Friday, September 23, 2011

Fun in Pago Pago

We had a good time in Pago Pago, and worked hard too.

The first item of business for Sherry was to get on the internet and check and update all the finances--we had been away from the internet for about 6 weeks, so there was quite a backlog. 350 emails, for one thing. Fortunately the Blue Sky wifi signal in the harbor is pretty strong, reasonably fast, and cheap ($20 for 1 week unlimited usage).

I didn't get a chance to back-post any pictures on the blog, but I did spend some time on Facebook. And I got 2 Compendiums updated (Societies, Cooks & Samoas). I also am working on figuring out how to make navigable charts out of Google Earth (Tonga's charts are a little off).

We also had time to do some sightseeing. On one day, we caught a bus up to the 'pass' southwest of town, and then hiked all the way along the ridge on the north side of the harbor, and down into the town of Vaitia, where we could catch a bus back to town. This was a really nice hike, but it was quite windless and hot the day we did it.

We went together with Amy and Roger on Shango, and rented a car for a day. We managed to drive to the extreme east and west ends of the island, do a little shopping, and stop for dinner at Tisa's Barefoot Bar.

On Saturday, we spent half a day at McDonalds watching college football games. Unfortunately, McD's only had ESPN (not ABC), so we didn't get to watch either of our teams play. But it was fun just watching any college team.

I spent half a day doing laundry--we had accumulated several changes of linens, plus about 2 weeks worth of dirty clothes. It was wonderful to go into a big, clean laundramat and get it all done in 2 hours (no wringing!!). It was worth going to Pago Pago just for the laundry...

We also spent nearly a day filling Soggy Paws with diesel. In Pago Pago, you have to prepay for your fuel at the 'business office' for the fuel dock (a little ways out of town). Then make an appointment, and then go fuel up. We opted to take our jerry jugs over to Shango, and fill when they fueled up. The fuel dock is made for bigger boats, so yachts need to wait for high tide to fuel up. Shango got bumped from their first appointment--a tuna boat was refueling until long past high tide. We asked the fuel dock attendant how much fuel the big new tuna boats take on, and he said almost $1 million worth of fuel. On the second attempt, Shango (with Dave and our tanks also aboard) got into the fuel dock without incident.

We spent several days provisioning... starting out with an initial survey of all the stores, in which we *only* spent a couple of hundred dollars. A few days later, with a rental car to help with the logistics, we spent almost $1000 in one day. We followed that up with one more $300 trip. We should be good for about 6 months now, except for fresh veggies, and bread and eggs.

Dave spent a day or two checking out the hardware stores. Pago Pago has both an Ace Hardware and a True Value Hardware store, plus a bunch of non-franchised hardware stores. The main thing he was looking for was high-pressure hose to repair a leaky watermaker line.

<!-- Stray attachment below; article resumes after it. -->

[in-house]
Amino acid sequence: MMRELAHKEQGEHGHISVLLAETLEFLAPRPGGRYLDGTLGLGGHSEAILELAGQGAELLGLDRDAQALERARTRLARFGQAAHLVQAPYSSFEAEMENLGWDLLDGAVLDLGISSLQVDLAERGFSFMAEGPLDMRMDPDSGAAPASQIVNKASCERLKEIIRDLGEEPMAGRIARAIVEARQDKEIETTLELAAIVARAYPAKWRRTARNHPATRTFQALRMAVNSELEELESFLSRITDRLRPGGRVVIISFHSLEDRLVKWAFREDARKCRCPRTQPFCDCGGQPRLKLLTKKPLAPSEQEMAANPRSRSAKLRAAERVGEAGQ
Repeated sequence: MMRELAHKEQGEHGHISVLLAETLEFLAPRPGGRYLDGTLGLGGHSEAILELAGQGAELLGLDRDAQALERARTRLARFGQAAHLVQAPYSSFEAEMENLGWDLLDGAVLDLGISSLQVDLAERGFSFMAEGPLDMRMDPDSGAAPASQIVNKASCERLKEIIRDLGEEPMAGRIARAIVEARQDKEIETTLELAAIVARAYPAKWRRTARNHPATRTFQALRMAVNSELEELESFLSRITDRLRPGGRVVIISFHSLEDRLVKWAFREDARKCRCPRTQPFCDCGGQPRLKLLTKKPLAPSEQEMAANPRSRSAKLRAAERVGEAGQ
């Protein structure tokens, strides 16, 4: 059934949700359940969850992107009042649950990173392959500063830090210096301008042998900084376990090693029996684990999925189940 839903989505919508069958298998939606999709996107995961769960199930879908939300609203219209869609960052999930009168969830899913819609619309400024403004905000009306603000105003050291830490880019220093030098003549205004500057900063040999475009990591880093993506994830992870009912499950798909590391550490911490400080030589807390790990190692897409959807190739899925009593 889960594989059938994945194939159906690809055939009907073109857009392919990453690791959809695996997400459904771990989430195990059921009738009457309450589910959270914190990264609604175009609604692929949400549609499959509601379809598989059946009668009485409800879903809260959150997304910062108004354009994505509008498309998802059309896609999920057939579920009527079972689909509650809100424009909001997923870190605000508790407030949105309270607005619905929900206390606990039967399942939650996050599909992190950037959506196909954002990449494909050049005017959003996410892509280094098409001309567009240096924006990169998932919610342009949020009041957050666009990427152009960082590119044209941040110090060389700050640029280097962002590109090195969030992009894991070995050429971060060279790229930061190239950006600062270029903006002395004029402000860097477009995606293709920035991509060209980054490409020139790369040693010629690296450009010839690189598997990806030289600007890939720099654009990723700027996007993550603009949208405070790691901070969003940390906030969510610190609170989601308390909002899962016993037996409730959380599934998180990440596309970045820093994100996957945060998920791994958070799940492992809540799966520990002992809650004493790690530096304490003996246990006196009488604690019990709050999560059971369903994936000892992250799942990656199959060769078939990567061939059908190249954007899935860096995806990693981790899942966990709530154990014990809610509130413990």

We thoroughly enjoyed Pago Pago--the town is MUCH nicer than it used to be (2 of the 3 tuna canneries have closed down, and the 3rd is obeying EPA regulations). We found the people VERY VERY nice. Everyone was friendly and a few people went way out of their way to help us out with minor issues. In spite of a report one someone's blog in 2008 about theft in the harbor, we know of no incidents at all this year, and everyone was pretty lax. We did, once or twice when the wind was right, get downwind of the tuna cannery. Phewie!! But it never lasted very long.

The harbor is still draggy... after anchoring in a recommended spot, and sitting just fine for about 36 hours, we dragged in only 15 knots of wind. Dave was off the boat, but two guys from neighboring boats came and helped me re-anchor. This time, it set well, and stayed fine after that. It was nice to have a nice light wind period to be in this harbor that is renowned for being terrible for anchoring. We got our anchor up without incident, too. There is a ton of debris on the bottom there, including one whole sailboat, rigging and all. Our friends on Two Amigos took hours getting their anchor up.

The last night in the harbor, we got 10 people together and organized a trip to Tisa's Barefoot Bar for their Wednesday night Pig Roast. We took the last bus out to Tisa's for $1, and they organized a taxi back for us at $2.50 each.

We did all this in 8 days! Our friends on Shango had their tongues hanging out, trying to keep up with us.

We left Pago Pago this morning, in spite of not much wind. It's time to get moving! We only have about 5 weeks before we fly back to the US from Tonga. In that time, we want to see Western Samoa, Niuatoputapu (Tonga), and Neiafu (Tonga), and get Soggy Paws settled on a mooring.
At 14/09/2011 6:53 PM (utc) our position was 14°16.42'S 170°41.72'W

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